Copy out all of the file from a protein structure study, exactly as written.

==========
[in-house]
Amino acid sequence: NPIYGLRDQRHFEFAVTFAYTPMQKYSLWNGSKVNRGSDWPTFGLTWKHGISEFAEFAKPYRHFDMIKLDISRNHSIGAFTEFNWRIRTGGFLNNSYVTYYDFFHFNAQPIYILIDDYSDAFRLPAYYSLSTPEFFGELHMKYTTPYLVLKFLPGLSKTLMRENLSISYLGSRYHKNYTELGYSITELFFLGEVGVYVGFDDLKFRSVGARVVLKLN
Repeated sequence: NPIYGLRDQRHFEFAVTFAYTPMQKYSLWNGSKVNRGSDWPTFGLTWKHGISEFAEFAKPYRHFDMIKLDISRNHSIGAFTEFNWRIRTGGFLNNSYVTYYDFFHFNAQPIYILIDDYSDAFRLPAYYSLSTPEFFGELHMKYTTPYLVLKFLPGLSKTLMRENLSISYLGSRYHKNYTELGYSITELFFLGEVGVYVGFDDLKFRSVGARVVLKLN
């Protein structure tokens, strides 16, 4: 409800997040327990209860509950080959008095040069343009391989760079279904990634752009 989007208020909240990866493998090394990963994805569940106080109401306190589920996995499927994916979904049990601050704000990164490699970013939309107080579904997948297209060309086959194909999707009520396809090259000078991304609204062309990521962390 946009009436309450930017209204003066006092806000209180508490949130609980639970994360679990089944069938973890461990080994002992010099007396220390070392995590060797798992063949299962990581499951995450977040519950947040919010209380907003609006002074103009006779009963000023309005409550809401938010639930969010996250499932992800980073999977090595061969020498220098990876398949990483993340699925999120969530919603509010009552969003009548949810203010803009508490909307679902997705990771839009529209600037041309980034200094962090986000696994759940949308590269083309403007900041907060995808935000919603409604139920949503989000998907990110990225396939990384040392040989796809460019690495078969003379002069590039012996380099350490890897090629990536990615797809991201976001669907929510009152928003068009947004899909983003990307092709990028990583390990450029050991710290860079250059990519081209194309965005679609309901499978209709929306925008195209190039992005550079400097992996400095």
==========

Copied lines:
[in-house]
Amino acid sequence: NPIYGLRDQRHFEFAVTFAYTPMQKYSLWNGSKVNRGSDWPTFGLTWKHGISEFAEFAKPYRHFDMIKLDISRNHSIGAFTEFNWRIRTGGFLNNSYVTYYDFFHFNAQPIYILIDDYSDAFRLPAYYSLSTPEFFGELHMKYTTPYLVLKFLPGLSKTLMRENLSISYLGSRYHKNYTELGYSITELFFLGEVGVYVGFDDLKFRSVGARVVLKLN
Repeated sequence: NPIYGLRDQRHFEFAVTFAYTPMQKYSLWNGSKVNRGSDWPTFGLTWKHGISEFAEFAKPYRHFDMIKLDISRNHSIGAFTEFNWRIRTGGFLNNSYVTYYDFFHFNAQPIYILIDDYSDAFRLPAYYSLSTPEFFGELHMKYTTPYLVLKFLPGLSKTLMRENLSISYLGSRYHKNYTELGYSITELFFLGEVGVYVGFDDLKFRSVGARVVLKLN
């Protein structure tokens, strides 16, 4: 409800997040327990209860509950080959008095040069343009391989760079279904990634752009 989007208020909240990866493998090394990963994805569940106080109401306190589920996995499927994916979904049990601050704000990164490699970013939309107080579904997948297209060309086959194909999707009520396809090259000078991304609204062309990521962390 946009009436309450930017209204003066006092806000209180508490949130609980639970994360679990089944069938973890461990080994002992010099007396220390070392995590060797798992063949299962990581499951995450977040519950947040919010209380907003609006002074103009006779009963000023309005409550809401938010639930969010996250499932992800980073999977090595061969020498220098990876398949990483993340699925999120969530919603509010009552969003009548949810203010803009508490909307679902997705990771839009529209600037041309980034200094962090986000696994759940949308590269083309403007900041907060995808935000919603409604139920949503989000998907990110990225396939990384040392040989796809460019690495078969003379002069590039012996380099350490890897090629990536990615797809991201976001669907929510009152928003068009947004899909983003990307092709990028990583390990450029050991710290860079250059990519081209194309965005679609309901499978209709929306925008195209190039992005550079400097992996400095």